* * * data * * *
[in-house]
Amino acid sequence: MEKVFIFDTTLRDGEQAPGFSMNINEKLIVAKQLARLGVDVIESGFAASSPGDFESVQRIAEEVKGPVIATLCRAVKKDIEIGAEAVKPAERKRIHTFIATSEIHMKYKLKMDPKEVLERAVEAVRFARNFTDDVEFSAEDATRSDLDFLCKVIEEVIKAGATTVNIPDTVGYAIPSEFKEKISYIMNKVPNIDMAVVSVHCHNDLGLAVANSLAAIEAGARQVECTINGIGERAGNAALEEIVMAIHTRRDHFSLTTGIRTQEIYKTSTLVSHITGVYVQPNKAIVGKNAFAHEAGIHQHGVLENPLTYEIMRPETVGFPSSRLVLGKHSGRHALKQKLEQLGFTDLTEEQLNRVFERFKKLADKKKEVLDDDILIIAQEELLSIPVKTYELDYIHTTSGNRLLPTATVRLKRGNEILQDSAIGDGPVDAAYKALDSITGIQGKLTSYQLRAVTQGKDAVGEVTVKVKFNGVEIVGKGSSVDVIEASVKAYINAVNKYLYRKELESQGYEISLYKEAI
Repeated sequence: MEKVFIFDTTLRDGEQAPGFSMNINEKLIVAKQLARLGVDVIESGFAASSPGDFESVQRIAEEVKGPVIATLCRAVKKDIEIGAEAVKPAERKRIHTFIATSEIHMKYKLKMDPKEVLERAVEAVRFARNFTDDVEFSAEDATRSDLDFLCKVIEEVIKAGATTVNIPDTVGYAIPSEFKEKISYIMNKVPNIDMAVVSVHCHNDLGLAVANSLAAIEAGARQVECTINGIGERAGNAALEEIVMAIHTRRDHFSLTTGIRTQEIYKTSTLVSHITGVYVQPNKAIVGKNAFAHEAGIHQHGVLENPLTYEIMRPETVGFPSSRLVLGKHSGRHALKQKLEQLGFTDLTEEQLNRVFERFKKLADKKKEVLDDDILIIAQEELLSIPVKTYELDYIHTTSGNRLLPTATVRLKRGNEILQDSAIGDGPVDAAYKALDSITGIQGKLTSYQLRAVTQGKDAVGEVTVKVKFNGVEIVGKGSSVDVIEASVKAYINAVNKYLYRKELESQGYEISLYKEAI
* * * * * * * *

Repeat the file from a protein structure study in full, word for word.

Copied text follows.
[in-house]
Amino acid sequence: MEKVFIFDTTLRDGEQAPGFSMNINEKLIVAKQLARLGVDVIESGFAASSPGDFESVQRIAEEVKGPVIATLCRAVKKDIEIGAEAVKPAERKRIHTFIATSEIHMKYKLKMDPKEVLERAVEAVRFARNFTDDVEFSAEDATRSDLDFLCKVIEEVIKAGATTVNIPDTVGYAIPSEFKEKISYIMNKVPNIDMAVVSVHCHNDLGLAVANSLAAIEAGARQVECTINGIGERAGNAALEEIVMAIHTRRDHFSLTTGIRTQEIYKTSTLVSHITGVYVQPNKAIVGKNAFAHEAGIHQHGVLENPLTYEIMRPETVGFPSSRLVLGKHSGRHALKQKLEQLGFTDLTEEQLNRVFERFKKLADKKKEVLDDDILIIAQEELLSIPVKTYELDYIHTTSGNRLLPTATVRLKRGNEILQDSAIGDGPVDAAYKALDSITGIQGKLTSYQLRAVTQGKDAVGEVTVKVKFNGVEIVGKGSSVDVIEASVKAYINAVNKYLYRKELESQGYEISLYKEAI
Repeated sequence: MEKVFIFDTTLRDGEQAPGFSMNINEKLIVAKQLARLGVDVIESGFAASSPGDFESVQRIAEEVKGPVIATLCRAVKKDIEIGAEAVKPAERKRIHTFIATSEIHMKYKLKMDPKEVLERAVEAVRFARNFTDDVEFSAEDATRSDLDFLCKVIEEVIKAGATTVNIPDTVGYAIPSEFKEKISYIMNKVPNIDMAVVSVHCHNDLGLAVANSLAAIEAGARQVECTINGIGERAGNAALEEIVMAIHTRRDHFSLTTGIRTQEIYKTSTLVSHITGVYVQPNKAIVGKNAFAHEAGIHQHGVLENPLTYEIMRPETVGFPSSRLVLGKHSGRHALKQKLEQLGFTDLTEEQLNRVFERFKKLADKKKEVLDDDILIIAQEELLSIPVKTYELDYIHTTSGNRLLPTATVRLKRGNEILQDSAIGDGPVDAAYKALDSITGIQGKLTSYQLRAVTQGKDAVGEVTVKVKFNGVEIVGKGSSVDVIEASVKAYINAVNKYLYRKELESQGYEISLYKEAI